The three components of data centers are compute, storage, and network.  Arranged in racks, towers, or silos, the servers (or compute) work with an array of hard or solid state drives (storage) and connect to the outside through rack-mounted switches (network).  The data center customer orders each component from selected hardware vendors and integrates them into a functional unit.  Vendors conform to open standards, so integration is as seamless as ever.  The units scale up and out to large sizes, typically to the extent of a large building. 

Because traditional data center architecture must converge to become smaller and simpler, rack servers get replaced with the blade-type, and hard drives get replaced with all flash arrays.  Software virtualization is often brought in.  To converge further, some hardware vendors collaborate, build all three components under a single platform, and sell to customer.  In a Hyper Converged Infrastructure (HCI), a single hardware vendor does the entire platform, or a single software vendor services a hardware-agnostic “Bring-Your-Own-Technology” platform.  Either way, several of these platforms work in tandem to scale in or out as needed. HCI is a purpose-built data center architecture that adapts easier than the others to the assigned purpose.  It simplifies operational and management tasks, promotes fast orchestration, and brings efficient scalability for the customer.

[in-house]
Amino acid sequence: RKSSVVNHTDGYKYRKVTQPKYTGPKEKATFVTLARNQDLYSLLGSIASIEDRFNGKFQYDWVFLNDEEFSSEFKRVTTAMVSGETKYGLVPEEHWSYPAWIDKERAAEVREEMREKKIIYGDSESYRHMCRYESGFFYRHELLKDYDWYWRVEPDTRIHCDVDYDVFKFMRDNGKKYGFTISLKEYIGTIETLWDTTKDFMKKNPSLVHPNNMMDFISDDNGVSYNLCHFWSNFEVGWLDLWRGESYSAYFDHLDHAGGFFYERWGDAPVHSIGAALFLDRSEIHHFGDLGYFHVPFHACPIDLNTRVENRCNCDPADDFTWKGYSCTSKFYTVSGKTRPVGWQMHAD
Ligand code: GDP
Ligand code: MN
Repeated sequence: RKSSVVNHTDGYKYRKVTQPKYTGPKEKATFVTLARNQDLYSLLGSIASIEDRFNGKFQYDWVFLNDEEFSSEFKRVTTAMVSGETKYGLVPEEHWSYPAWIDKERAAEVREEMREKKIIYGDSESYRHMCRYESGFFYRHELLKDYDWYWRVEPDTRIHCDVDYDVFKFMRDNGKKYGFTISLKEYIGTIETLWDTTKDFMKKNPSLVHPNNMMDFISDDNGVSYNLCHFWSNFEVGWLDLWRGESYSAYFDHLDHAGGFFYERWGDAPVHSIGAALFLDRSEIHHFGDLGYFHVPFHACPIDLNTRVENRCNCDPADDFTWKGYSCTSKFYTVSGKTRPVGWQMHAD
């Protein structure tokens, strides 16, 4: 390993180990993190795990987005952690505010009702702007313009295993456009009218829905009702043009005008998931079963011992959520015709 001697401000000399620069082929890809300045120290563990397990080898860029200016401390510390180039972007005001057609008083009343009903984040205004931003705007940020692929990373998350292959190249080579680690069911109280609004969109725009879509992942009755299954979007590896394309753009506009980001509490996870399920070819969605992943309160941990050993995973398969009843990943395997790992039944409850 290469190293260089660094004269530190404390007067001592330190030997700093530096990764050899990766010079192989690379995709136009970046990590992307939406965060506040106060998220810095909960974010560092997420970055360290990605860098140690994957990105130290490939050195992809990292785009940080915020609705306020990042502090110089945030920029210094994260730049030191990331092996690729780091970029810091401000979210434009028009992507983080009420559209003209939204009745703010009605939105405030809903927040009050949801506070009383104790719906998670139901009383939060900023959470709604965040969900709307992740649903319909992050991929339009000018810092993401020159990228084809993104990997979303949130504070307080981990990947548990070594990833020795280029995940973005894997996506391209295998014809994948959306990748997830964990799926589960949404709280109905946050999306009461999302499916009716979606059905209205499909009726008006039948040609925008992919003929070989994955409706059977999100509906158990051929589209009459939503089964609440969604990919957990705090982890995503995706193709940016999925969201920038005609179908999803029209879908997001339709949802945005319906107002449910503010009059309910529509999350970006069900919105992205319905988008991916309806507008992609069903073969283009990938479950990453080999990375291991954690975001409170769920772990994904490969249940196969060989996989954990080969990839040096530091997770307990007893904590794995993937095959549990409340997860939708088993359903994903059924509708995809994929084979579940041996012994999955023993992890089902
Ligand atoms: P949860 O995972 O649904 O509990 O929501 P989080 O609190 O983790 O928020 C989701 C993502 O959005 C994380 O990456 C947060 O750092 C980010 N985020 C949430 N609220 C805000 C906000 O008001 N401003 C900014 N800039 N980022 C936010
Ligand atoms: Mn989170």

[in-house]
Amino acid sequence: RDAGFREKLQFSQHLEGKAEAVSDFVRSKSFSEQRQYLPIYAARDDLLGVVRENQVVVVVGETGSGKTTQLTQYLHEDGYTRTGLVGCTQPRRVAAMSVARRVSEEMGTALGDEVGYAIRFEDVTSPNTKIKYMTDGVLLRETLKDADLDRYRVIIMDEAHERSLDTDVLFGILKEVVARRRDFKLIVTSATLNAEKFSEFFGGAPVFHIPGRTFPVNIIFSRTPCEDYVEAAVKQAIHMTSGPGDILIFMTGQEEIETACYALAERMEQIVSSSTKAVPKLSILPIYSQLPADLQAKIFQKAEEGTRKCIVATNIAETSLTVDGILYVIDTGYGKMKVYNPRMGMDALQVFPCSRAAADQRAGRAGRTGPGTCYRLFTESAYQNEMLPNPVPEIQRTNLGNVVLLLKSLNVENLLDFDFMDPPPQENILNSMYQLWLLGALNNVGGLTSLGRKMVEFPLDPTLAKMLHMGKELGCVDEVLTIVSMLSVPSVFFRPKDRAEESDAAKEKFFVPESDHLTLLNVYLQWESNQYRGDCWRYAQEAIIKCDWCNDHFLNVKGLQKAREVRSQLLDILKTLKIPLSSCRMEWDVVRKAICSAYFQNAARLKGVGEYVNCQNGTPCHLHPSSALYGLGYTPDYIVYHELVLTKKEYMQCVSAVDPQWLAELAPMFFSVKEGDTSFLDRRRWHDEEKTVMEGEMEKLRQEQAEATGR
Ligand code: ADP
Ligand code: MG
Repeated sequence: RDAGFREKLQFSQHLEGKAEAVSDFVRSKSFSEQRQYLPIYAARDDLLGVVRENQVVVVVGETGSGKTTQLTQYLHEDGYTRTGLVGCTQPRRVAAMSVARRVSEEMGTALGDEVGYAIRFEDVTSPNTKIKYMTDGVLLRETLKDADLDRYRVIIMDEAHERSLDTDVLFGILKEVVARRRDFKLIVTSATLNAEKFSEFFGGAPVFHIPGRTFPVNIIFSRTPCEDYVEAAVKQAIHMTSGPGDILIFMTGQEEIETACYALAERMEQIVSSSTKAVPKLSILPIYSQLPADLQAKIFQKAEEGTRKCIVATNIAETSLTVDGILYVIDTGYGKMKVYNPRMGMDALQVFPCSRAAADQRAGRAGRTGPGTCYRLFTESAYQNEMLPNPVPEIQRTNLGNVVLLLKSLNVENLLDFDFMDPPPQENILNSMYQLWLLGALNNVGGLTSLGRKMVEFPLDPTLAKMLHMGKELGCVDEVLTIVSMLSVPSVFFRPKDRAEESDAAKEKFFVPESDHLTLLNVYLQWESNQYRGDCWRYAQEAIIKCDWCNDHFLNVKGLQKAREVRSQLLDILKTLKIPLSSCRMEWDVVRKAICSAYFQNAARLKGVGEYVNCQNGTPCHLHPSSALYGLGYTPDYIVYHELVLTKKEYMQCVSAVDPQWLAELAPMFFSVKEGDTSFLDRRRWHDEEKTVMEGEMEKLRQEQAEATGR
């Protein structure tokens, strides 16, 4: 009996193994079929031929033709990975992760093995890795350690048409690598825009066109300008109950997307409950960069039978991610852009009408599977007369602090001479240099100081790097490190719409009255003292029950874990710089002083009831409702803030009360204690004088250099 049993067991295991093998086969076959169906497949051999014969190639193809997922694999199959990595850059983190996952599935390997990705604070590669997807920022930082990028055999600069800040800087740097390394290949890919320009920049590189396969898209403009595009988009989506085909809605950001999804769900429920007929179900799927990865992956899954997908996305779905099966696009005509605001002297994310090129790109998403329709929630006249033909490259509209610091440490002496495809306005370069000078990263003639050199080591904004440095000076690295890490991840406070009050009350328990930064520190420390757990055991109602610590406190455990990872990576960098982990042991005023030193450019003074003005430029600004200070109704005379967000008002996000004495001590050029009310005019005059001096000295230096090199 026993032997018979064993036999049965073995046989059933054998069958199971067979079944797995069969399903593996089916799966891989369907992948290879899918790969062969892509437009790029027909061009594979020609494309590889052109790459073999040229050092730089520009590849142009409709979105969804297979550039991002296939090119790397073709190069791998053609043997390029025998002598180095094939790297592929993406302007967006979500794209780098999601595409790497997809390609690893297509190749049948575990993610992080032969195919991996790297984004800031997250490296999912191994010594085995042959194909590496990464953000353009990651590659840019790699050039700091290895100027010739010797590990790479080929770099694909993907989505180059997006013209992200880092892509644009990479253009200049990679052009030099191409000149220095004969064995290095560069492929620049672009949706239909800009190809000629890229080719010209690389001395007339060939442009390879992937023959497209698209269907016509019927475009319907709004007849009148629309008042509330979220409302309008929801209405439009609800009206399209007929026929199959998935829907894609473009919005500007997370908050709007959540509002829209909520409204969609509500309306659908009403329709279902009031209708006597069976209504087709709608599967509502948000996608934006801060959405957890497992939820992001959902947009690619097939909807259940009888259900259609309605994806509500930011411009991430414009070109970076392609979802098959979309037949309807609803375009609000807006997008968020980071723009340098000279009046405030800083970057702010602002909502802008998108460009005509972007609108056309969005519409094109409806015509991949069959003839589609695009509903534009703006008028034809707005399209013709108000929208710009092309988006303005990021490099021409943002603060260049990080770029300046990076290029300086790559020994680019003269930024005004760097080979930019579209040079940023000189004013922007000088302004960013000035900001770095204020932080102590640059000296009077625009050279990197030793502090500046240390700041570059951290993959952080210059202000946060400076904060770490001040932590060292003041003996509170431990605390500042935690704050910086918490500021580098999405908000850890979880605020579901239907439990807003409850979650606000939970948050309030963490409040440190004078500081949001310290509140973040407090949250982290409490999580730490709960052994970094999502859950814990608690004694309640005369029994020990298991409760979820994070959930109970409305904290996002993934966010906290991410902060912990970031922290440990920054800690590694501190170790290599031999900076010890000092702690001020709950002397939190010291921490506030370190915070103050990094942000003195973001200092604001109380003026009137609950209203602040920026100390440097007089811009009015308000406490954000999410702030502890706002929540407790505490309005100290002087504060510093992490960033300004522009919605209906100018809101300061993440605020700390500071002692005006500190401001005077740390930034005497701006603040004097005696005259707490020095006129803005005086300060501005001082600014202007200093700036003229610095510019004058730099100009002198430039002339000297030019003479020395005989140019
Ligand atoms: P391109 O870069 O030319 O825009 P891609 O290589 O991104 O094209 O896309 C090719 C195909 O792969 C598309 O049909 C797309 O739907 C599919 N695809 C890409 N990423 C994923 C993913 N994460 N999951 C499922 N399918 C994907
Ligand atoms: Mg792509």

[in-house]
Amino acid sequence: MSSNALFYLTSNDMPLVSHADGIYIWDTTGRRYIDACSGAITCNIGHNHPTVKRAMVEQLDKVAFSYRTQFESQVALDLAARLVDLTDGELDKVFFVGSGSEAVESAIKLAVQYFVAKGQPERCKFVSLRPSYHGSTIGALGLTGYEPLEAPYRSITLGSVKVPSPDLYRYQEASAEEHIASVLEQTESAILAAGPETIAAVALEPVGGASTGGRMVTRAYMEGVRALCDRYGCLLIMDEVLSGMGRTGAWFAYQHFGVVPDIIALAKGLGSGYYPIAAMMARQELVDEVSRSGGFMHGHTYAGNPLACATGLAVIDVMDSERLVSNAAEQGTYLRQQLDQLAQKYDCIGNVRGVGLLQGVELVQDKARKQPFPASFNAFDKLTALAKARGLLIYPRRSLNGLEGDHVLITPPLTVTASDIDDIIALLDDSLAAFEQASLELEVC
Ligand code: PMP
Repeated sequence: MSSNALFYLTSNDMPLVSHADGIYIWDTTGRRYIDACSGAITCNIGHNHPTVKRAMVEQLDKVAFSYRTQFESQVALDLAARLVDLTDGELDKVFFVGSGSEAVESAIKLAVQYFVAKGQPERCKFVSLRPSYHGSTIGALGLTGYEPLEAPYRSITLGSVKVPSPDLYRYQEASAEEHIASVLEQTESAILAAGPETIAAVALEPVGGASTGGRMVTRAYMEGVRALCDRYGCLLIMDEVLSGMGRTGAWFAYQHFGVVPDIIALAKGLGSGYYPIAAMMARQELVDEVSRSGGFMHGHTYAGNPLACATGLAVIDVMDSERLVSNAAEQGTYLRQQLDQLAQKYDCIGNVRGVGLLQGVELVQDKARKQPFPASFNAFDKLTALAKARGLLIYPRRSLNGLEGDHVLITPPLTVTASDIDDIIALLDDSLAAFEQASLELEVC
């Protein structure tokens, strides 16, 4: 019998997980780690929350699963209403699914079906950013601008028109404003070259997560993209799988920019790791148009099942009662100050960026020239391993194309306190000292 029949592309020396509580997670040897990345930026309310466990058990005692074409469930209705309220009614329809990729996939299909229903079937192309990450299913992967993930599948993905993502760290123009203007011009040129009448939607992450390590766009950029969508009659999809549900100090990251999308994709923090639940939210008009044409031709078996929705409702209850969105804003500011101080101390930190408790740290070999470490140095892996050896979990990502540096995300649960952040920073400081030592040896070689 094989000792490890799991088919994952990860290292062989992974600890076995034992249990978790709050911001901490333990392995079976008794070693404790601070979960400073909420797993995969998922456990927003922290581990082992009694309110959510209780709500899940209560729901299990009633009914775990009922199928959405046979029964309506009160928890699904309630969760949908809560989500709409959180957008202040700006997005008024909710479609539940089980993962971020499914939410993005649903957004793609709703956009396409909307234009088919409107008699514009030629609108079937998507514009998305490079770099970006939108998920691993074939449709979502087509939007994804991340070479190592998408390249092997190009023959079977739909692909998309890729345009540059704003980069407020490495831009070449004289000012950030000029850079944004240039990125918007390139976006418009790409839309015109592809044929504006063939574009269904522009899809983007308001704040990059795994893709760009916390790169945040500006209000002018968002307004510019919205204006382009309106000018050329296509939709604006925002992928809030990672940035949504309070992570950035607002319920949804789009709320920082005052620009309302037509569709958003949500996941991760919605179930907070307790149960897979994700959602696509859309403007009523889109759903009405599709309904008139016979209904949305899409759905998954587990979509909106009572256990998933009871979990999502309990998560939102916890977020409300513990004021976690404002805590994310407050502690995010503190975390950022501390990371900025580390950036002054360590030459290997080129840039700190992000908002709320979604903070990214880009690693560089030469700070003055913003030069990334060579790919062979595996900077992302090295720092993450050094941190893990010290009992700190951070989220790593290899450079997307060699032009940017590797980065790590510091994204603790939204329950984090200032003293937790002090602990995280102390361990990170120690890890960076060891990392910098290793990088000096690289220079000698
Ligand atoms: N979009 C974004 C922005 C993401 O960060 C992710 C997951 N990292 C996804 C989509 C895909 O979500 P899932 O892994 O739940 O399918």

Amphenol ICC’s solutions meet or exceed data center convergence expectations.  HCI’s non-volatile memory specs call for connectors like U.3 based out of SFF-TA-1001 and Mini Cool Edge based out of SFF-TA-1002 standards.  Enterprise-grade SAS starts from basic up to the 24 Gb/s fourth generation.  Standard PCI Express® is offered from basic to 5th gen.  Volatile system memory is served by connectors in all variants up to DDR5M.2 connectors for system cache storage are both PCIe and SATA compliant. 

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